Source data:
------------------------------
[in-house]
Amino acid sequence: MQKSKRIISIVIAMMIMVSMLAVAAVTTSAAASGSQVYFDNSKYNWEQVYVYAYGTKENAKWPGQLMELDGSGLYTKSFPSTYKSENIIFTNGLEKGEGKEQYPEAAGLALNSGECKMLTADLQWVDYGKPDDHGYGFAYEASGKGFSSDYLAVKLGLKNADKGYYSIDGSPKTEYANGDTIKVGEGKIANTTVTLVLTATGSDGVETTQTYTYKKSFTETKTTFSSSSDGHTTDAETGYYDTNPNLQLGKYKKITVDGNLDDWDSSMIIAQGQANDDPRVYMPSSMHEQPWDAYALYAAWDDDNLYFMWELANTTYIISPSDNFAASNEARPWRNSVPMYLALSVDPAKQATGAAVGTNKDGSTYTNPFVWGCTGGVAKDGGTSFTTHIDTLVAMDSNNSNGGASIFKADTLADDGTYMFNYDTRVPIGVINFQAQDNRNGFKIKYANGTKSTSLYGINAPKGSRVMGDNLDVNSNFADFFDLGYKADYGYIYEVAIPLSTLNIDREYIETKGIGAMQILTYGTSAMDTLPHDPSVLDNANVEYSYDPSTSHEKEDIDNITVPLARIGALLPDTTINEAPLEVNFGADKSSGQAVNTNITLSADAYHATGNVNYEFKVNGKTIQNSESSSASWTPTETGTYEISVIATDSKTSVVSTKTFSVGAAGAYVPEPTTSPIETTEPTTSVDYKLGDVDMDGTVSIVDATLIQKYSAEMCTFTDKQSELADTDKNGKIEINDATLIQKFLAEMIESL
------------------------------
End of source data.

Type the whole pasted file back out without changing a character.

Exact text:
[in-house]
Amino acid sequence: MQKSKRIISIVIAMMIMVSMLAVAAVTTSAAASGSQVYFDNSKYNWEQVYVYAYGTKENAKWPGQLMELDGSGLYTKSFPSTYKSENIIFTNGLEKGEGKEQYPEAAGLALNSGECKMLTADLQWVDYGKPDDHGYGFAYEASGKGFSSDYLAVKLGLKNADKGYYSIDGSPKTEYANGDTIKVGEGKIANTTVTLVLTATGSDGVETTQTYTYKKSFTETKTTFSSSSDGHTTDAETGYYDTNPNLQLGKYKKITVDGNLDDWDSSMIIAQGQANDDPRVYMPSSMHEQPWDAYALYAAWDDDNLYFMWELANTTYIISPSDNFAASNEARPWRNSVPMYLALSVDPAKQATGAAVGTNKDGSTYTNPFVWGCTGGVAKDGGTSFTTHIDTLVAMDSNNSNGGASIFKADTLADDGTYMFNYDTRVPIGVINFQAQDNRNGFKIKYANGTKSTSLYGINAPKGSRVMGDNLDVNSNFADFFDLGYKADYGYIYEVAIPLSTLNIDREYIETKGIGAMQILTYGTSAMDTLPHDPSVLDNANVEYSYDPSTSHEKEDIDNITVPLARIGALLPDTTINEAPLEVNFGADKSSGQAVNTNITLSADAYHATGNVNYEFKVNGKTIQNSESSSASWTPTETGTYEISVIATDSKTSVVSTKTFSVGAAGAYVPEPTTSPIETTEPTTSVDYKLGDVDMDGTVSIVDATLIQKYSAEMCTFTDKQSELADTDKNGKIEINDATLIQKFLAEMIESL